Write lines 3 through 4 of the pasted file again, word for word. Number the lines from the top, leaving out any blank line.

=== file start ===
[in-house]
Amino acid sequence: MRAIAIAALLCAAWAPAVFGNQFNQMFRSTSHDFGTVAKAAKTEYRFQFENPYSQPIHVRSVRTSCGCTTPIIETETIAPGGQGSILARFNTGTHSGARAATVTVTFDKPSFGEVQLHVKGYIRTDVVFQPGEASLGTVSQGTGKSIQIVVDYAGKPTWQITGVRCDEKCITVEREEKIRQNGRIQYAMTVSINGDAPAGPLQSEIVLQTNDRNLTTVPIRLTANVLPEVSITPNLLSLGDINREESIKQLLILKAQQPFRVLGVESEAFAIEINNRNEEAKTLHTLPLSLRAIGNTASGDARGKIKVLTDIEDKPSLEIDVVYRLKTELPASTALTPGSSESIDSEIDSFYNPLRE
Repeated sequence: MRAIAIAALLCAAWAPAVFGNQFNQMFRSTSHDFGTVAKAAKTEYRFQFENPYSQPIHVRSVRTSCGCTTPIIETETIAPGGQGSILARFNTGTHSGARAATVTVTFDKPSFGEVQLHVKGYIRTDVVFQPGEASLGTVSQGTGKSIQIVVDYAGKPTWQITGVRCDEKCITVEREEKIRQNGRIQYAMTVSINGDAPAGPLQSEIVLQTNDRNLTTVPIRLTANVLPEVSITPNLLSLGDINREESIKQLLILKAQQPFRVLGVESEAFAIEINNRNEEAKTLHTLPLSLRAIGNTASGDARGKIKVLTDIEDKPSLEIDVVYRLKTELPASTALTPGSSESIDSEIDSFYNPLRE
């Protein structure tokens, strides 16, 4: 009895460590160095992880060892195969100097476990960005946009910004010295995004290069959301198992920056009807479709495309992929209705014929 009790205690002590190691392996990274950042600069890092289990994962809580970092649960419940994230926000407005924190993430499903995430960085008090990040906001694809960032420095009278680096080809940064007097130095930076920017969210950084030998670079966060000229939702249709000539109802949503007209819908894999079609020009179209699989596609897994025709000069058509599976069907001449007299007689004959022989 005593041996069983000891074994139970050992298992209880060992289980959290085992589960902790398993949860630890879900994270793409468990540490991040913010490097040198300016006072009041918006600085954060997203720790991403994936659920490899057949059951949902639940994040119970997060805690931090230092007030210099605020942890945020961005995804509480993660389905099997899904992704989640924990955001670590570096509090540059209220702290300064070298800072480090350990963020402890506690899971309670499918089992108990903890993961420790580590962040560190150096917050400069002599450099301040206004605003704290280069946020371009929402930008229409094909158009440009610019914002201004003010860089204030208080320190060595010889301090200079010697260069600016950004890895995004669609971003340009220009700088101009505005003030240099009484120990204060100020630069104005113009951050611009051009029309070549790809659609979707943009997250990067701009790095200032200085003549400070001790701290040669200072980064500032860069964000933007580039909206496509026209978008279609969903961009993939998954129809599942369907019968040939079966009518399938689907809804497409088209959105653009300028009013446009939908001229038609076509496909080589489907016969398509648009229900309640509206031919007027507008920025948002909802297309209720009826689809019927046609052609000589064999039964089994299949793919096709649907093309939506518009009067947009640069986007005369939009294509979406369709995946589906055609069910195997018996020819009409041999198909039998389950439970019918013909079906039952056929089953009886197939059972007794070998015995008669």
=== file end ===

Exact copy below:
Repeated sequence: MRAIAIAALLCAAWAPAVFGNQFNQMFRSTSHDFGTVAKAAKTEYRFQFENPYSQPIHVRSVRTSCGCTTPIIETETIAPGGQGSILARFNTGTHSGARAATVTVTFDKPSFGEVQLHVKGYIRTDVVFQPGEASLGTVSQGTGKSIQIVVDYAGKPTWQITGVRCDEKCITVEREEKIRQNGRIQYAMTVSINGDAPAGPLQSEIVLQTNDRNLTTVPIRLTANVLPEVSITPNLLSLGDINREESIKQLLILKAQQPFRVLGVESEAFAIEINNRNEEAKTLHTLPLSLRAIGNTASGDARGKIKVLTDIEDKPSLEIDVVYRLKTELPASTALTPGSSESIDSEIDSFYNPLRE
């Protein structure tokens, strides 16, 4: 009895460590160095992880060892195969100097476990960005946009910004010295995004290069959301198992920056009807479709495309992929209705014929 009790205690002590190691392996990274950042600069890092289990994962809580970092649960419940994230926000407005924190993430499903995430960085008090990040906001694809960032420095009278680096080809940064007097130095930076920017969210950084030998670079966060000229939702249709000539109802949503007209819908894999079609020009179209699989596609897994025709000069058509599976069907001449007299007689004959022989 005593041996069983000891074994139970050992298992209880060992289980959290085992589960902790398993949860630890879900994270793409468990540490991040913010490097040198300016006072009041918006600085954060997203720790991403994936659920490899057949059951949902639940994040119970997060805690931090230092007030210099605020942890945020961005995804509480993660389905099997899904992704989640924990955001670590570096509090540059209220702290300064070298800072480090350990963020402890506690899971309670499918089992108990903890993961420790580590962040560190150096917050400069002599450099301040206004605003704290280069946020371009929402930008229409094909158009440009610019914002201004003010860089204030208080320190060595010889301090200079010697260069600016950004890895995004669609971003340009220009700088101009505005003030240099009484120990204060100020630069104005113009951050611009051009029309070549790809659609979707943009997250990067701009790095200032200085003549400070001790701290040669200072980064500032860069964000933007580039909206496509026209978008279609969903961009993939998954129809599942369907019968040939079966009518399938689907809804497409088209959105653009300028009013446009939908001229038609076509496909080589489907016969398509648009229900309640509206031919007027507008920025948002909802297309209720009826689809019927046609052609000589064999039964089994299949793919096709649907093309939506518009009067947009640069986007005369939009294509979406369709995946589906055609069910195997018996020819009409041999198909039998389950439970019918013909079906039952056929089953009886197939059972007794070998015995008669």